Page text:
A Diet Change
Many popular dry adult dog food brands are about 28-30% protein, 20% fat and 3% fiber. Dogs with EPI generally do better and have better formed stools on diets that seek meat protein of a higher quality and digestibility than was meets minimum AAFCO standards. In my opinion, that should be restaurant-quality meat. Most dog food suppliers will dance around that question when you ask them. The only way to be certain what is in your dog’s food is to make it yourself. (read here) That requires quite a bit of dedication and time. So few folks with EPI dogs attempt it. Instead, they rely on major dog food manufacturers of prescription diets or niche marketers.
If preparing your dog’s food at home is not an option, I prefer that you use the products produced by major dog food companies, such as Hills Prescription diet i/d™, Purina EN™ or Royal Canin’s Gastrointestinal™. Too many additional ingredients with no valid reason for being there are always warning signs that the company’s advertising department, rather than their nutritionists, have had a hand in the formula – things like apple pomace, cranberries, dried kelp, chicory root, alfalfa, etc. Those ingredients probably won’t hurt your pet, but they are unlikely to benefit him/her either. When “grain free” means that legumes have been substituted for ingredients such as corn, wheat, barley or oats, some veterinarians and the FDA have associated those formulas with canine heart issues. (read here)
The smaller the capitalization of the manufacturer, the less likely they are to have trained veterinary nutritionists on staff or to do a thorough analysis of each batch of their ingredients. You can also buy ready-made, freshly prepared canine diets in raw, cooker or frozen form. But you’ll never know if the particular batch that you bought was contaminated or if a formulation error was accidentally made.
Name brand dry commercial diets suggested for dogs with EPI vary from about 22-24% minimum crude protein content, 7-12% minimum crude fat, 3.5-5% crude fiber, 1.8-4% maximum fiber and 10% water. That is a large discrepancy. What that tells you is how little we really know about optimum diets for EPI dogs. It also tells you that gastrointestinal diets need to be tailored to the individual dog. If it works for your dog, it is the right diet. If not, it’s the wrong one. In addition, do not hope for a full cure. Diet can improve your dog’s digestion, but it and enzyme supplements almost never cure the problem entirely.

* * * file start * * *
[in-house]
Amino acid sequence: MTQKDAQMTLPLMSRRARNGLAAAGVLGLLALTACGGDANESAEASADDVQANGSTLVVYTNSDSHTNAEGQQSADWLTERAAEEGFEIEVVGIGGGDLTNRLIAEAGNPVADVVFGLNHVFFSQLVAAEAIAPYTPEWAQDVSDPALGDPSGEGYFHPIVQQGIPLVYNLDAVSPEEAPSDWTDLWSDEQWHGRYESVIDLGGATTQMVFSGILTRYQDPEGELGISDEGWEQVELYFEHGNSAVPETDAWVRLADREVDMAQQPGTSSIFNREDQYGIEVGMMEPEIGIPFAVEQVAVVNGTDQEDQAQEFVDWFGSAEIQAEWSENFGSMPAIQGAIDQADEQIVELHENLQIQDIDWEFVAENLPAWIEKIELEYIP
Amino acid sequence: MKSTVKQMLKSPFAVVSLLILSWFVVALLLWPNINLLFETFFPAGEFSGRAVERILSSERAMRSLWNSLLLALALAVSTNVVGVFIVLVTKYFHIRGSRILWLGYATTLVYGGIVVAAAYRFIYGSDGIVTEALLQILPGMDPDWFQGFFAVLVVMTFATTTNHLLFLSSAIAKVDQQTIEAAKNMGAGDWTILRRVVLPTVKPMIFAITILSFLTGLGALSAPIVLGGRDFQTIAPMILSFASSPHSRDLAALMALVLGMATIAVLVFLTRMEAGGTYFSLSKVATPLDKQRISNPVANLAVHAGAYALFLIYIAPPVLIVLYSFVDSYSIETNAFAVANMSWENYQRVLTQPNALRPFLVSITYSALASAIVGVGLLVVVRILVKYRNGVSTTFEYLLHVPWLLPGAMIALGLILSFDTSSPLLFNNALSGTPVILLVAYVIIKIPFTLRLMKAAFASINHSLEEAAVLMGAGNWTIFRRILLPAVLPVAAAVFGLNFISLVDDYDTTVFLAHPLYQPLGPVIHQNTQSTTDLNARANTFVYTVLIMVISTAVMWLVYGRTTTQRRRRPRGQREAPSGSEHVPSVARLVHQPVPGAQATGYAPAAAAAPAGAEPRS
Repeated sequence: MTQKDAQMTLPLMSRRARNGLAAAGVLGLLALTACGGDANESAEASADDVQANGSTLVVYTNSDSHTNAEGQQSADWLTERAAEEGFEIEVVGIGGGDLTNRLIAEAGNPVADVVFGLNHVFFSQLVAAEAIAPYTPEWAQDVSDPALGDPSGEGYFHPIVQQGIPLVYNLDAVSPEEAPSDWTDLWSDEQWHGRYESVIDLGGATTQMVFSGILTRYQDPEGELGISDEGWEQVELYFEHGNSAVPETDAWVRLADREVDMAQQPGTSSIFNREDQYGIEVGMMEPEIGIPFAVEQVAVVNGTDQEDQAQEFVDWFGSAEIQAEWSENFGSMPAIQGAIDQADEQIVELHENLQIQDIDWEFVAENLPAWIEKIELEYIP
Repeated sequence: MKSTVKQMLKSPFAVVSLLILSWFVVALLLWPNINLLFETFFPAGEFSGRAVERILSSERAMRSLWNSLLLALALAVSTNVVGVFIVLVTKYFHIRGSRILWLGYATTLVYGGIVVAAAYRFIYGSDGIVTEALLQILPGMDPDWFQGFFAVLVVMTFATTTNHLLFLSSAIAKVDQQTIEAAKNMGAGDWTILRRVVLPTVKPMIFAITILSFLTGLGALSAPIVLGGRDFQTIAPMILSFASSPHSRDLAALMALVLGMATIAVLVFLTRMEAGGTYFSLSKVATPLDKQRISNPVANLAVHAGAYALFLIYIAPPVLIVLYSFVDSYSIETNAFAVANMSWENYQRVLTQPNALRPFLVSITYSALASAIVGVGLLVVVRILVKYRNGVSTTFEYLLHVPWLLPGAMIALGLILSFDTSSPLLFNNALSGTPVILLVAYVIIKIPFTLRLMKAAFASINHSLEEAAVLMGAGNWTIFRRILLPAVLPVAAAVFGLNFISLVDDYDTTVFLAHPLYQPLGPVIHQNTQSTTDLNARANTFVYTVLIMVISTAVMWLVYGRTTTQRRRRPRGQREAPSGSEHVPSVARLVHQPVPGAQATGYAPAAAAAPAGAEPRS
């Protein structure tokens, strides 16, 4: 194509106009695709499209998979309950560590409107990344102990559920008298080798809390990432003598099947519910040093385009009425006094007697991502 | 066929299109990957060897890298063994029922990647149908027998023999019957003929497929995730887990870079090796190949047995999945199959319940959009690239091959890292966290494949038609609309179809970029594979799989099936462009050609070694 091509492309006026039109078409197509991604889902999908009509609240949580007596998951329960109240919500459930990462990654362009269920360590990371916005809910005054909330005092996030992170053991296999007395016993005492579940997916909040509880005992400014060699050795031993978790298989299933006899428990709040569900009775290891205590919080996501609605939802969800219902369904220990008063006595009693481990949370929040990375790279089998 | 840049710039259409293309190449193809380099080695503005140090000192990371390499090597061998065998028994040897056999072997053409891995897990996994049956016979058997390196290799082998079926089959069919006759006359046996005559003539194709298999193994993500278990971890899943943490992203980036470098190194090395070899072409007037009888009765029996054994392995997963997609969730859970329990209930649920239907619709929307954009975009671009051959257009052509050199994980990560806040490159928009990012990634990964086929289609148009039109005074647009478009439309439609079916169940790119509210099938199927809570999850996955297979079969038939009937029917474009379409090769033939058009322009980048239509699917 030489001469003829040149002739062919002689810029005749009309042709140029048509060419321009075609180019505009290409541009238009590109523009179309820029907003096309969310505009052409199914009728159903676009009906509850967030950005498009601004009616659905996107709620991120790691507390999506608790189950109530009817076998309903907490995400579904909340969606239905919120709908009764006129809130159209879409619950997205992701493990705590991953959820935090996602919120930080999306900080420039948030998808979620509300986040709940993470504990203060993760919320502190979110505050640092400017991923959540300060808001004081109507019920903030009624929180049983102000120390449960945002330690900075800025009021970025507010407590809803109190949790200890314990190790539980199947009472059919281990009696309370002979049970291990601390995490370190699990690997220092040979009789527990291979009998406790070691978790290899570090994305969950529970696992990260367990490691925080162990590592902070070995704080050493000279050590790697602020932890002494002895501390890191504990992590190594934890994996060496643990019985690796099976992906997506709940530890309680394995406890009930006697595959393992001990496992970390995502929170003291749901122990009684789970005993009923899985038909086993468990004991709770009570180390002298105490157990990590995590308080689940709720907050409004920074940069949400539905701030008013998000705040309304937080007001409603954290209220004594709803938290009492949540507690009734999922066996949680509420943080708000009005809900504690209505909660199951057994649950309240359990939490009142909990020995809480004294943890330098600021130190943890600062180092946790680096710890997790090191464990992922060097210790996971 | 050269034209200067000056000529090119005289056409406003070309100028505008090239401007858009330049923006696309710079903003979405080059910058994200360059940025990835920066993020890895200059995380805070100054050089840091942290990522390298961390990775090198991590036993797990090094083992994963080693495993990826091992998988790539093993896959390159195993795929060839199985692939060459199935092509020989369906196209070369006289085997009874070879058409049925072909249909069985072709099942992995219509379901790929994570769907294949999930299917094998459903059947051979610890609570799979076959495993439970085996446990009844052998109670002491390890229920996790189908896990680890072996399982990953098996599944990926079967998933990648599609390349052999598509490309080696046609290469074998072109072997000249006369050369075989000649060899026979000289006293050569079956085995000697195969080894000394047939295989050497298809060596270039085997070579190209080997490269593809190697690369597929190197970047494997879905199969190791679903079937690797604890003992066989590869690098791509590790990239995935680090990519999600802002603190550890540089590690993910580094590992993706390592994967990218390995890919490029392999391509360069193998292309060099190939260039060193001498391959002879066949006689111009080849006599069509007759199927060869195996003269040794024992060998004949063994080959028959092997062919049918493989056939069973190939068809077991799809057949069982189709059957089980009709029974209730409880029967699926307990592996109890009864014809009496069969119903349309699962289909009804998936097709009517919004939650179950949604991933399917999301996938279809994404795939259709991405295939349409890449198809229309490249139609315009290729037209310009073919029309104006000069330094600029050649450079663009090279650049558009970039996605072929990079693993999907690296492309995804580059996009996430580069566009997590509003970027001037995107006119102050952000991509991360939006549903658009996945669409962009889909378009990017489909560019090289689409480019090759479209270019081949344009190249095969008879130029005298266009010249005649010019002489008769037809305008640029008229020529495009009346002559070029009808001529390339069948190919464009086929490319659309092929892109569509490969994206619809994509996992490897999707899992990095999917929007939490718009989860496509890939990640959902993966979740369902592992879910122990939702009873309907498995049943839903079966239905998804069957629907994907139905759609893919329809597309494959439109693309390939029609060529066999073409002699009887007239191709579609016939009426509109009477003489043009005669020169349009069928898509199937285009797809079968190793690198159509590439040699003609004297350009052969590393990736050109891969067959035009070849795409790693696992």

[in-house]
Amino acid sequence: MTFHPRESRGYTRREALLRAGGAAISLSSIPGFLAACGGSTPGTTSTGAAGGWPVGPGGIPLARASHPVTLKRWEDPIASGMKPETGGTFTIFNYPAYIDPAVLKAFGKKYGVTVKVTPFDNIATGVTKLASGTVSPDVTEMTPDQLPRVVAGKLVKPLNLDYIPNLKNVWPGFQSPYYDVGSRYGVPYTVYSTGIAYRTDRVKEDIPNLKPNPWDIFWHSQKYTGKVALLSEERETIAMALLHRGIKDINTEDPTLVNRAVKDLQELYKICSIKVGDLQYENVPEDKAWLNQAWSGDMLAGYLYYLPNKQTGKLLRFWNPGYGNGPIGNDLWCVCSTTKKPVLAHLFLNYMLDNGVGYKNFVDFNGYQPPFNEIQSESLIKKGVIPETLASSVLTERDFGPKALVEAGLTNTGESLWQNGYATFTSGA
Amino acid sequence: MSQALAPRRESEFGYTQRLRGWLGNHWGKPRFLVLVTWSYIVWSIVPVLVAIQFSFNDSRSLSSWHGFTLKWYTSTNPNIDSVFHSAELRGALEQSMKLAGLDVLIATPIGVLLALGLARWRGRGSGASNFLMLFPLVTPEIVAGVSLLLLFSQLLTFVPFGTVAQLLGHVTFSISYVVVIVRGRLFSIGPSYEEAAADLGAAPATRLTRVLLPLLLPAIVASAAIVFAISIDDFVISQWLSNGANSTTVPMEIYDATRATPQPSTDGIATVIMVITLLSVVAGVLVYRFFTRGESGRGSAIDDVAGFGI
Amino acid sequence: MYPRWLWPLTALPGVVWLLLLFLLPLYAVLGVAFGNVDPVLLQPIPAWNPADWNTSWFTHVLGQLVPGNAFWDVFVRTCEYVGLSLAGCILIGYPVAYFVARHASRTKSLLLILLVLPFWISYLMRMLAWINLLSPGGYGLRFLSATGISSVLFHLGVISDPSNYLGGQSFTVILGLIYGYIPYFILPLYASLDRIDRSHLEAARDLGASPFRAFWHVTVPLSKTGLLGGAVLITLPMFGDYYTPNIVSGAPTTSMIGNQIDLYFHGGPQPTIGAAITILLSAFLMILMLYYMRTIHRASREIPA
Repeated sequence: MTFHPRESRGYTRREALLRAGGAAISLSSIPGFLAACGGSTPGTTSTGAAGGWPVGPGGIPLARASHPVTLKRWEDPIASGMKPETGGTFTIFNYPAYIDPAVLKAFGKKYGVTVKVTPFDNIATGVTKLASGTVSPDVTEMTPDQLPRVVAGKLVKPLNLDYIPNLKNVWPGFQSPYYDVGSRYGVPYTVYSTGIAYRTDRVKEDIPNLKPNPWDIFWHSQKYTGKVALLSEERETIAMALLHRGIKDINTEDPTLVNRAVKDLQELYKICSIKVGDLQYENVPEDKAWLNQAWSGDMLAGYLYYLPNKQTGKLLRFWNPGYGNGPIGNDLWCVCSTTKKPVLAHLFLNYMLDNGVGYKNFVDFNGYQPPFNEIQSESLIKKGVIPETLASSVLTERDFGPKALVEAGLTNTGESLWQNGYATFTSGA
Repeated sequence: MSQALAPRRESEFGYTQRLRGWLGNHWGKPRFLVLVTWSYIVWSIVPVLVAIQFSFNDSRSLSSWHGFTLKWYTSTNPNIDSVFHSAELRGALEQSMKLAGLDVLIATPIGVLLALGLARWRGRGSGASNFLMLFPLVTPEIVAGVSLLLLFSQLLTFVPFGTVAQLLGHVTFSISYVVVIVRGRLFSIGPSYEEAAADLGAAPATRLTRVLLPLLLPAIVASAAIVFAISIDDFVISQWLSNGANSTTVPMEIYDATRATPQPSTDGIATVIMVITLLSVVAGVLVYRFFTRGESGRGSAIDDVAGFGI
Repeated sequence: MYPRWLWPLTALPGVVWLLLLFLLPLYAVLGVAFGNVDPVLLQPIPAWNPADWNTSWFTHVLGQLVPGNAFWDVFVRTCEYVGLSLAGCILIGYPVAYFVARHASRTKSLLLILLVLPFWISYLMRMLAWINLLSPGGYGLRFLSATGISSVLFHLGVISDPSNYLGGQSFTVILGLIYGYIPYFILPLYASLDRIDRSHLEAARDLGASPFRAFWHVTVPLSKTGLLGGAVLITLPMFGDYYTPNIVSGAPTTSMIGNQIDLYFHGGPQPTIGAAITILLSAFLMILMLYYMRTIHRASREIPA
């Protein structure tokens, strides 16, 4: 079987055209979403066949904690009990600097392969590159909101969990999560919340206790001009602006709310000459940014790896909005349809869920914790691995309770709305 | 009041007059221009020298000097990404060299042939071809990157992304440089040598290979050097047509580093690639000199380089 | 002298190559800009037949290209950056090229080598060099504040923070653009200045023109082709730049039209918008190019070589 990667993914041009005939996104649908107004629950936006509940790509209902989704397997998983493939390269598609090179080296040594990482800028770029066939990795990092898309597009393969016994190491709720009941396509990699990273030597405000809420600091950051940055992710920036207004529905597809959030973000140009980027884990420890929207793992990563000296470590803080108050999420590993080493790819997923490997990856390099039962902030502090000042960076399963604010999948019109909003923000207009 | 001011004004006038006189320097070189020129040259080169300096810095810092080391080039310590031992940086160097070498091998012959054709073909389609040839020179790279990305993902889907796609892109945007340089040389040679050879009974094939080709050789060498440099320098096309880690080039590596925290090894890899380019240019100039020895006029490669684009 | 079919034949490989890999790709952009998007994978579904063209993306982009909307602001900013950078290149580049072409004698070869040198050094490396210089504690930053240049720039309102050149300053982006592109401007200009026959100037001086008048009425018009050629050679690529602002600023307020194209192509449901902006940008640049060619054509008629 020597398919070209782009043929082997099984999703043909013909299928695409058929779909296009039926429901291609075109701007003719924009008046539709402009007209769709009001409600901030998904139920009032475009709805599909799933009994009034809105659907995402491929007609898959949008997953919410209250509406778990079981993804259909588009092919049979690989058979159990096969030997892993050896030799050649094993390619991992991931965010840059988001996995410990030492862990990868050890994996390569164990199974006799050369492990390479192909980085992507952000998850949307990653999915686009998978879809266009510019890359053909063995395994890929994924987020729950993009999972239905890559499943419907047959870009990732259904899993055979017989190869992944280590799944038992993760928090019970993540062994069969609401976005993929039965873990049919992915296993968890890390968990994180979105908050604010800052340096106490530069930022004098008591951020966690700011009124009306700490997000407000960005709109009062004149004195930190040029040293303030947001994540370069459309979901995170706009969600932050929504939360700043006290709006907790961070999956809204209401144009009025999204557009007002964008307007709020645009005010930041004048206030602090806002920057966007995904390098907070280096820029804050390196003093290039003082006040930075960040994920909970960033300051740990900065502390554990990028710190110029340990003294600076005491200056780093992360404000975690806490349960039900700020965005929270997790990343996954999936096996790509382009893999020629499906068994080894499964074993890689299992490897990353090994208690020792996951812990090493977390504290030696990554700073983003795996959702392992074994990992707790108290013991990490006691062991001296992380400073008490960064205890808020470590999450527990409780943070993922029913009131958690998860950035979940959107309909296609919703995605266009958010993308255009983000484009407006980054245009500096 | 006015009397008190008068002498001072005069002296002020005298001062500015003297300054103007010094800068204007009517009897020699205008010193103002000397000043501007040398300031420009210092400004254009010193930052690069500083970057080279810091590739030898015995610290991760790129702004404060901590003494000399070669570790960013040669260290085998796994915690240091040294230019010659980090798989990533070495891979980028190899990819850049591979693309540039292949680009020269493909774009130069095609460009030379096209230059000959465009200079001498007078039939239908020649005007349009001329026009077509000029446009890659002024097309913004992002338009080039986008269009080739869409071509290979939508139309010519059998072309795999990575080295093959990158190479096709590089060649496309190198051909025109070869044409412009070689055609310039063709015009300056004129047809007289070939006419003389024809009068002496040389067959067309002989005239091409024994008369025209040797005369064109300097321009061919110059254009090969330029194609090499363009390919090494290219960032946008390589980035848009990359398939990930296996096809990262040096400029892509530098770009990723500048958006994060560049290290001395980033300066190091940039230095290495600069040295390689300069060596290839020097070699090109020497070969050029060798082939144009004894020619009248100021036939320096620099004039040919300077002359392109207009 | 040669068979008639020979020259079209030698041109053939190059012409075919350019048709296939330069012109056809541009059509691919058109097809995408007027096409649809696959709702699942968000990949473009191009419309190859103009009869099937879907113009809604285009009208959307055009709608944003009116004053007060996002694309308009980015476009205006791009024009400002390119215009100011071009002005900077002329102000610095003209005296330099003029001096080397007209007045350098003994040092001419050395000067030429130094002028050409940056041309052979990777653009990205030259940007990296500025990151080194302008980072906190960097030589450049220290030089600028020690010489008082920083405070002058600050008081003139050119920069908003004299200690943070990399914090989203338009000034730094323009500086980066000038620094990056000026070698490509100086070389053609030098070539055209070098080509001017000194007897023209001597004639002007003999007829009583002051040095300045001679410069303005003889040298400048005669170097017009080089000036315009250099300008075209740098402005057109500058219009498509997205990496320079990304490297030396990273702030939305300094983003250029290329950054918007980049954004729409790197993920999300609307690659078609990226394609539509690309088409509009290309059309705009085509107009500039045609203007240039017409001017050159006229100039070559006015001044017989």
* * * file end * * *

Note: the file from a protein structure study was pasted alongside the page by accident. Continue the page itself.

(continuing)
Unfortunately, the ingredients list on your dog food doesn’t always tell you what type of fiber the diet contains. There are two different types of fiber, soluble and insoluble. Soluble fiber dissolves in the liquids in your dog’s intestine forming a gel-like substance that beneficial bacteria feed on. That has been found to be helpful in some cases of EPI. However, insoluble fiber, such as the fiber in beans, peas, potatoes, bran and vegetables remains unchanged as it moves down the dog’s digestive tract. You can see from the 1.8-4% fiber spread that even veterinary nutritionists have no consensus opinion on that. Another effect of higher fiber diets is that they can adsorb and make unavailable portions of the pancreatic enzyme supplement you are providing. Fiber has the potential to do the same thing to any B-complex vitamin products you add. How important that might be remains unknown. So, the best advice I can give you is to try your choice of EPI diets and observe the effects. Hopefully, the same positive signs I mentioned in enzyme supplements, weight gain, a more formed, more normal color and better-digested stool, less flatulence, less steatorrhea, and laboratory test results closer to normal will occur. Some dogs with EPI eat bizarre items, others eat poop. If your pet has that inclination, a decrease in its occurrence is a very positive sign that more important nutrients and vitamins are now available.
As you can see, there is no agreement as to the optimal fat content of diets for EIP dog either. (read here and here)
A Vitamin Supplement
B-complex vitamins are all water-soluble. When food passes too rapidly through your dog’s intestines, or when the small intestinal lining is disturbed, insufficient amounts of those vitamins might be absorbed. Vitamin B12 (cobalamin) is commonly deficient in dogs with EPI. In those cases, weight loss, wasting, low-energy level and malaise are common signs. Anemia can be a sign of a B12 deficiency as well. Normal blood levels of vitamin B12 in dogs are 251 – 908 ng/L. B-12 interacts with vitamin B9 (folate). In some EPI dogs, blood folate levels are low, in others they are increased above normal level. The Gastrointestinal Laboratory at Texas A&M University can measure your dog’s B12 and folate blood levels. They suggest your dog begin a B12 supplement when its level of that vitamin is <400 ng/L. They suggest that dogs under 22 lbs/10 kg receive 250 µg per day, dogs from 22-100 lbs/10-45 kg, 1000 µg per day.
How and if the absorption of fat soluble vitamins, trace elements and minerals is affected by EPI in dogs is unknown. The absorption of fat soluble vitamins is aided by the fat content of your dog’s diet. However, only a very small amount of fat/lipid is needed to aid absorption. One must be cautious when adding additional vitamin A and D to your dog’s diet. Too much of either vitamin causes health issues. (read here & here)